In two weeks time, all this speculation will end, thank heavens, as the riders hit the track and start racing once again. The time for talking is nearly at an end, and the time for twisting the throttle is almost here.

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2009 IRTA Test Jerez - Day 2 - Final Session A Washout

After heavy rain and thunderstorms disrupted the final minutes of the BMW M Award session, a wet track and overcast skies kept most of the field off the track for the final session. Only those still with testing to do took to the track, and only then after the rain had finished. Andrea Dovizioso was among the hardest working of the riders, and saw his hard work rewarded with the fastest time, ahead of Chris Vermeulen, once again demonstrating both his prowess in the wet and the progress of the Suzuki, and Marco Melandri, who has less to worry about the rear of the Hayate / Kawasaki when grip is down anyway.

Andrea Dovizioso, Repsol Honda, IRTA Test Jerez 2009

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Dominant Stoner Takes BMW As Rain Stops Play At Jerez

Casey Stoner did at Jerez what Casey Stoner seems to be capable of at any circuit. The Australian dominated the 45 minute special qualifying session at the official IRTA Test at Jerez, eventually taking the BMW on offer for the fastest lap by over 7/10ths of a second. The Ducati rider took control of the session just 8 minutes in, smashing the 1'40 barrier with a lap of 1'39.176, over a second up on the rest of the field.

The rest of the session saw the other riders edging closer, with Valentino Rossi looking like taking top spot from Stoner, until he was balked by a slower rider. But with just under 10 minutes of the session left, Stoner stomped on any hopes other riders might have been cherishing of bagging the BMW. The Australian slashed half a second off his previous time, putting in a lap of 1'38.646 to claim the special BMW M Award.

A few minutes later, the black clouds which had been threatening the track finally broke over the circuit, drenching the track and halting any chance of riders improving their times. The entire field headed back to the safety of the pits, and with 5 minutes of the official session left, it was effectively over.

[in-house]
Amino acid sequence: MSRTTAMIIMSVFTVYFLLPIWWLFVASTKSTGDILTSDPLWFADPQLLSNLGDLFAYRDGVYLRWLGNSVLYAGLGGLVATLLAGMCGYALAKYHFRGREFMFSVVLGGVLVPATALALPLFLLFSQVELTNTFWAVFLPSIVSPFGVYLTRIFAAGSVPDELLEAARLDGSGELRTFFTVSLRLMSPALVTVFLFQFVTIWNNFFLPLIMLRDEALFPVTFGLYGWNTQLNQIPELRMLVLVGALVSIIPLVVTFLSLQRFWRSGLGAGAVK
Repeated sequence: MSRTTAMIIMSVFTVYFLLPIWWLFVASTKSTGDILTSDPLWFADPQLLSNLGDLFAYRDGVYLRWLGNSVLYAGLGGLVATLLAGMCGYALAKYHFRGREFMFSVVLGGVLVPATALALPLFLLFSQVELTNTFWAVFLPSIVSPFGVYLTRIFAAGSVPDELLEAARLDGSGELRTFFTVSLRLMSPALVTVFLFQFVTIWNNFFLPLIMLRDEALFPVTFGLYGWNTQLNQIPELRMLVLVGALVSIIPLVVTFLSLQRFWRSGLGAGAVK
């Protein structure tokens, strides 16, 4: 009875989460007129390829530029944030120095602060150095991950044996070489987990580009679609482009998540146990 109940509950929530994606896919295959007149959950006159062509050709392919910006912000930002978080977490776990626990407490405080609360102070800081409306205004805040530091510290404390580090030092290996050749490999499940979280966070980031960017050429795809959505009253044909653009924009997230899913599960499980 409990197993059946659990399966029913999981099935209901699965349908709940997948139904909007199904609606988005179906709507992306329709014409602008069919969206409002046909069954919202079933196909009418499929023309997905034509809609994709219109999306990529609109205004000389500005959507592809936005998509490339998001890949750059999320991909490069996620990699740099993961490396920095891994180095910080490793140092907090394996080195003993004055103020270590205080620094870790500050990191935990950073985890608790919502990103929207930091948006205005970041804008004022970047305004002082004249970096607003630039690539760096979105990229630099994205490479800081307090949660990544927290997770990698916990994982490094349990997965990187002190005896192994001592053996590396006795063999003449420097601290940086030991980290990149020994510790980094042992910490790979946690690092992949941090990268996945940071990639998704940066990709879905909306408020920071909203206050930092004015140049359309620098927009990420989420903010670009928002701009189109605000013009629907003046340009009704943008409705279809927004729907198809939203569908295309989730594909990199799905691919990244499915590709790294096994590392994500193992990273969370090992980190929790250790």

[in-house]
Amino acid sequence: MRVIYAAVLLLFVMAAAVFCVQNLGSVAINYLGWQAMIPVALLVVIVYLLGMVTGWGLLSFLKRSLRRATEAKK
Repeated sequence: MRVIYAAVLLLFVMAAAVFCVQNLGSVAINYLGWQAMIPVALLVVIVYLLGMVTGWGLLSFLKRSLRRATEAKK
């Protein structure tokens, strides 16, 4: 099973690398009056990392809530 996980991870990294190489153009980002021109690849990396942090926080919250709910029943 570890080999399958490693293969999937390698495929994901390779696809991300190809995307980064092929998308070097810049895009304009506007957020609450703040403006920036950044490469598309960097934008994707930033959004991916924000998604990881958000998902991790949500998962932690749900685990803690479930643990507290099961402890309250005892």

Bad luck dogged James Toseland at Jerez. With 16 min to go, the Englishman hit a white line going into to Turn 3, and tumbled through the gravel at high speed. The accident caused the session to be briefly red flagged, as the medics transported Toseland and the remains of his Tech 3 Yamaha from the track. The rider was reported to be OK, but he looked badly banged up. The word so far is that Toseland suffered a concussion, but no official announcements have been made.

Nicky Hayden was slightly luckier than Toseland. The American ran wide into the gravel, but used all his dirt track skills to stay upright as he ran through the gravel at high speed.

Results of the BMW M Award.

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2009 IRTA Test Jerez Day 2 - FP2 Final Times

The switch from Central European Time to Central European Summer Time meant we lost an hour at Jerez this morning, the clocks going forward. So when practice opened at 10am this morning, the track had barely warmed, and the cold wind made wearing a coat highly advisable. As a consequence, most of the riders didn't hit the track until 10:45, with only the test riders out and circulating. 

Casey Stoner was one of the first official riders out, and was apparently entirely unhindered by the cool track temperatures. Within three laps, Stoner was under the existing lap record, and a tenth of a second quicker than his own time yesterday. Behind Stoner were the Fiat Yamaha pair, Jorge Lorenzo leading team mate Valentino Rossi once again, while Suzuki's Loris Capirossi was less than a tenth slower than Rossi, showing that Suzuki mean business this year.